He said the activity was to blame for the reduced catches reported by fishermen and posed a major threat to the health of communities living around the bay.

"That threat becomes very real when the pipes that carry the tailings out to sea spring a leak, and that has happened before," he said.

Walhi previously accused another Newmont subsidiary, Newmont Minahasa Raya, of dumping 20,000 tons of tailings a day into Buyat Bay on Sulawesi Island.

The company faced both civil and criminal suits in Jakarta.

However, the civil suit was dismissed in 2005, and the company's top American executive was acquitted of all criminal charges two years later.

Ahmad said the much larger amounts of waste being pumped into Senunu Bay should prompt the authorities to review NNT's permit to dump tailings into the sea.

He said that while the company's operations may have met legal requirements, there was no way to determine their effect on the marine ecosystem.

Kasan Mulyono, public relations manager for NNT, said Walhi and other nongovernmental groups were within their rights to comment on the issue.

"But the dumping of tailings has been permitted by the Environment Ministry and has undergone a quality management process that was approved by the government," he said.

He confirmed that the company was continuing to dump its tailings into the bay.

In a separate development, NNT denounced last Thursday's decision by the West Sumbawa district administration to significantly limit the amount of copper-gold concentrate the company was permitted to ship from Benete Port.

The restriction was imposed by the district head, Zulkifli Muhadli, just as concentrate was being loaded onto a ship bound for Germany. The ship was supposed to carry 21,978 tons of concentrate but left with only 1,382 tons.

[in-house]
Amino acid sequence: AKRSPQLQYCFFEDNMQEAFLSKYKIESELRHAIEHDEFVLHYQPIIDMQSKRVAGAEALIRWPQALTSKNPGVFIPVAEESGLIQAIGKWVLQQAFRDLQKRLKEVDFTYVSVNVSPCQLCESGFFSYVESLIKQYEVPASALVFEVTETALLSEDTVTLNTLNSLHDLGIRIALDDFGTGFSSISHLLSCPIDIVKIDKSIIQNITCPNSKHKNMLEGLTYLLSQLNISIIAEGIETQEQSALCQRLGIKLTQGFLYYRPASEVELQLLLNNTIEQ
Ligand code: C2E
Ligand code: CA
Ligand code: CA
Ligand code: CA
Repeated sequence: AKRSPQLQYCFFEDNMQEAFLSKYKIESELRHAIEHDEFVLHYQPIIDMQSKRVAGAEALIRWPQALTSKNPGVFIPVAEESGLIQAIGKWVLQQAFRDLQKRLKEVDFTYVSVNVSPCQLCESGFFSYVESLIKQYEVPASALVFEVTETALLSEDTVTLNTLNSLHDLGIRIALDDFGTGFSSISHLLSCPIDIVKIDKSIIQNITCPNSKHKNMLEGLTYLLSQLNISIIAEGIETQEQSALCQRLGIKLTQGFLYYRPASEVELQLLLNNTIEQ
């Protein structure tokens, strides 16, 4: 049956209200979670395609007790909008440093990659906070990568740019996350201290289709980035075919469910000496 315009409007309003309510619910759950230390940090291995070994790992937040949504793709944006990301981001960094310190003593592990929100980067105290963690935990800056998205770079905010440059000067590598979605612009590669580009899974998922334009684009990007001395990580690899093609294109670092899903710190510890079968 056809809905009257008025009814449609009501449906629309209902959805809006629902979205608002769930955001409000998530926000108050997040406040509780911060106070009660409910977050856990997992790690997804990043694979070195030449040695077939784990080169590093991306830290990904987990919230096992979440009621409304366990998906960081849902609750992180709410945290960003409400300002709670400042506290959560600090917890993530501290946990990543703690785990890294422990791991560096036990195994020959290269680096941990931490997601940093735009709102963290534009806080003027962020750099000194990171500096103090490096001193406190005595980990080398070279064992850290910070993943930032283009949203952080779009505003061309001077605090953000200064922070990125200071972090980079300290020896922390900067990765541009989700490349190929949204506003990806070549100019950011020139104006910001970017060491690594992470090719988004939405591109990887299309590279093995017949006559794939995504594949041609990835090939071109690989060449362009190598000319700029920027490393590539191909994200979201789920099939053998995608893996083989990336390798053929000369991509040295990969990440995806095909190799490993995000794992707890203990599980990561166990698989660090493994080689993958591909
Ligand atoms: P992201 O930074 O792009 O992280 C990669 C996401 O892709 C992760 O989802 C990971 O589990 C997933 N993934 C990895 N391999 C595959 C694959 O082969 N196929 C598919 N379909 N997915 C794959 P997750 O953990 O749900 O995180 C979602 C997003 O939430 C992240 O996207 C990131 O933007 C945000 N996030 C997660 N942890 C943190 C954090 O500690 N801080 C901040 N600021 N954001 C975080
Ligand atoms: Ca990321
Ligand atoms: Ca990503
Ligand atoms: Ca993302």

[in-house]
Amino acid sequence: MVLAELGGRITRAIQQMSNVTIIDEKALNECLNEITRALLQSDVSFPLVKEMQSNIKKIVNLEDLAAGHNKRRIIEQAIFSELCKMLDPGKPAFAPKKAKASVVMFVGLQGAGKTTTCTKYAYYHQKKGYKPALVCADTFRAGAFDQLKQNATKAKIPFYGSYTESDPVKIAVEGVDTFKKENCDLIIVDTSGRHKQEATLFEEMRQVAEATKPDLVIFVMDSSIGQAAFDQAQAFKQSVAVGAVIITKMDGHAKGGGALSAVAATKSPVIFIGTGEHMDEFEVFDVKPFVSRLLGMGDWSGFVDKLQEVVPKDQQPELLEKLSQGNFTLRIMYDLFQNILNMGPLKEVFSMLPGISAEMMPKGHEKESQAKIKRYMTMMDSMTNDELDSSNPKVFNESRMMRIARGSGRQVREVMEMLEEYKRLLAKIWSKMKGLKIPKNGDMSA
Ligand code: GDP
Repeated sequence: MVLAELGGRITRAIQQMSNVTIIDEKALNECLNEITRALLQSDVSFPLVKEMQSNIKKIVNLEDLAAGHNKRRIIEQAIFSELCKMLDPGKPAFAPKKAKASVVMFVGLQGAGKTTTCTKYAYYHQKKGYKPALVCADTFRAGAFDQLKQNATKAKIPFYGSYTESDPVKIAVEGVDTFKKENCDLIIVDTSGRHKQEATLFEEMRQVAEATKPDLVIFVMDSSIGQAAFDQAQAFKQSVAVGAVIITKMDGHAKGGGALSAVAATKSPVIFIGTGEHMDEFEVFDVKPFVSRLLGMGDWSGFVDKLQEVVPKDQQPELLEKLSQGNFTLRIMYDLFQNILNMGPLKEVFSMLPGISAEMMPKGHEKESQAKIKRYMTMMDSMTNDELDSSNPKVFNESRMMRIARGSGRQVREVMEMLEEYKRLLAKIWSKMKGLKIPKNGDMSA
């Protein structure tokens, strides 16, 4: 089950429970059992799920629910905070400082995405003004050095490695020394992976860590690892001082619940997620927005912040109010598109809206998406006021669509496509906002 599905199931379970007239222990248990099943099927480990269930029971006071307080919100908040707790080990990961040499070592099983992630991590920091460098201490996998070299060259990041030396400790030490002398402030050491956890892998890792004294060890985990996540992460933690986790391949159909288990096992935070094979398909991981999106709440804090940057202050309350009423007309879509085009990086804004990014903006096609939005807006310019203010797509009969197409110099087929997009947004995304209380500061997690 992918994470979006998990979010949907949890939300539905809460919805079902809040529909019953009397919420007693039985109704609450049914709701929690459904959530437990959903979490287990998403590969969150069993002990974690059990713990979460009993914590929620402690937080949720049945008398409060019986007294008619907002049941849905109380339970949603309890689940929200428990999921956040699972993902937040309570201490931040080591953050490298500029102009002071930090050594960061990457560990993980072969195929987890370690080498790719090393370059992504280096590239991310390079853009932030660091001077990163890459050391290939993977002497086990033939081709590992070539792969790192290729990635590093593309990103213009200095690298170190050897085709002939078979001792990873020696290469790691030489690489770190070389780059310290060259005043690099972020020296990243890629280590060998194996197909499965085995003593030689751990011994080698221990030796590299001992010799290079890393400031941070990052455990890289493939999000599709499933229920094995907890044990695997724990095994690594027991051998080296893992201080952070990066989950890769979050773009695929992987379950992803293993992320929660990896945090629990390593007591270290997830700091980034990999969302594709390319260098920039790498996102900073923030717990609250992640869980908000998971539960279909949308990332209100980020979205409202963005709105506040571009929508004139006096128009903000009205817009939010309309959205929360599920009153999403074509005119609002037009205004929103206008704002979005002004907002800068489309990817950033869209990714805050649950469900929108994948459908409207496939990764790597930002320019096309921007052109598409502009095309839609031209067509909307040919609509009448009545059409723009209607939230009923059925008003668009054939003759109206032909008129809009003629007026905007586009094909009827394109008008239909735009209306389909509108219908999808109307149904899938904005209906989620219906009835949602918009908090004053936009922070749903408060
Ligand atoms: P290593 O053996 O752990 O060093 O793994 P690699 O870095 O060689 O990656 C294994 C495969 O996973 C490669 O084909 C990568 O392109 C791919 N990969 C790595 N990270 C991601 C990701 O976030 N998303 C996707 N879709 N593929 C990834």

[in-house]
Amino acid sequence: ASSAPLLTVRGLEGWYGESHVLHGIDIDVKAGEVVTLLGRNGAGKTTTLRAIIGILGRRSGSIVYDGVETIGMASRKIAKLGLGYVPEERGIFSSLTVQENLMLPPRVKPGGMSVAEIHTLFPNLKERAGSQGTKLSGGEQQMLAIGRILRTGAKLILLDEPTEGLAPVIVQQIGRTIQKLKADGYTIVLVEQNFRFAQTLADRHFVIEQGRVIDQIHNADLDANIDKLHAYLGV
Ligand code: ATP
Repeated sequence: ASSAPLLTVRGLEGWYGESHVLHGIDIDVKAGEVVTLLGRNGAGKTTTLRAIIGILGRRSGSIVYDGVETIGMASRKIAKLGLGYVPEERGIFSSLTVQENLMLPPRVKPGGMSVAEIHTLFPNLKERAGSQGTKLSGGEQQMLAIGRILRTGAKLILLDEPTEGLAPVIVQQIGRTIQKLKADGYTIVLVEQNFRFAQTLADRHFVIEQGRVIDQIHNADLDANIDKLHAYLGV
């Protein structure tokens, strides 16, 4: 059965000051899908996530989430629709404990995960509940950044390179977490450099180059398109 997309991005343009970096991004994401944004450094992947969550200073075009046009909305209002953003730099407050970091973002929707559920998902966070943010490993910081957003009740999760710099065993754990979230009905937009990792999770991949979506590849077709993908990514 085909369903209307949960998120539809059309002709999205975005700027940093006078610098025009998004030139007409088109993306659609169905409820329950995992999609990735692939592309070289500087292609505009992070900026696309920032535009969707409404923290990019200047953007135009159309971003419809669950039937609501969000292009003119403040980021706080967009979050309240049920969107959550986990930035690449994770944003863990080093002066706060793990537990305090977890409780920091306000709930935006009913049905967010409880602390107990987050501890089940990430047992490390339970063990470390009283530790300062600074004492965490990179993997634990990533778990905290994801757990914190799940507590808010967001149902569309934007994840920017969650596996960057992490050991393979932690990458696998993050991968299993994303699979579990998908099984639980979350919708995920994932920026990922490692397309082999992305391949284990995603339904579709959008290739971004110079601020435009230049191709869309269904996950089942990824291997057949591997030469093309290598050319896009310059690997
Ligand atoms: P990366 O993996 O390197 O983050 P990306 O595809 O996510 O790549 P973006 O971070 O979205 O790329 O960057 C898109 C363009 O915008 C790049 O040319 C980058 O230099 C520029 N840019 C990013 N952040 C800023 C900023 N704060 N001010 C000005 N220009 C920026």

Arif Perdanakusumah, senior manager of external relations for NNT, said the decision was in breach of existing export and operating procedures.

"This latest restriction, under the pretext of compliance with new regulations, is a violation of existing procedures and is not in accordance with higher laws," he said.

NNT, he said, had consistently complied with all commodity export laws and the company's logistics operations were audited by a government-appointed auditor as well as teams from the provincial and district administrations.

Arif said the restriction would cause the company losses of $11,000 to $13,000 a day as it sought more ships to take on the backlog of concentrate.

"We're going to meet with the West Sumbawa district head to seek clarification in this matter and try to put the differences between both sides to rest," he said.

Zulkifli, however, said the restriction was justified because NNT had "drained the region's wealth over the past decade."

He accused the company of failing to disclose how much copper and gold it mined from Batu Hijau, although publicly available figures from 2005 show the mine produced 325,500 tons of copper and 719,000 ounces of gold.

"We need to know exactly how much of our natural resources they're extracting, because it's a key source of our regional revenue," Zulkifli said.

The company is also contesting the district administration's new tax on miners, reportedly designed to generate around Rp 200 billion ($22 million) to fund the district budget.

The regulation, which went into effect on Jan. 1, requires mining companies operating in West Sumbawa to pay the administration a 1 percent levy on sales volume and 1.5 percent on goods and services procurement.

NNT said the administration had not consulted with mining companies before passing the regulation and vowed to file an objection.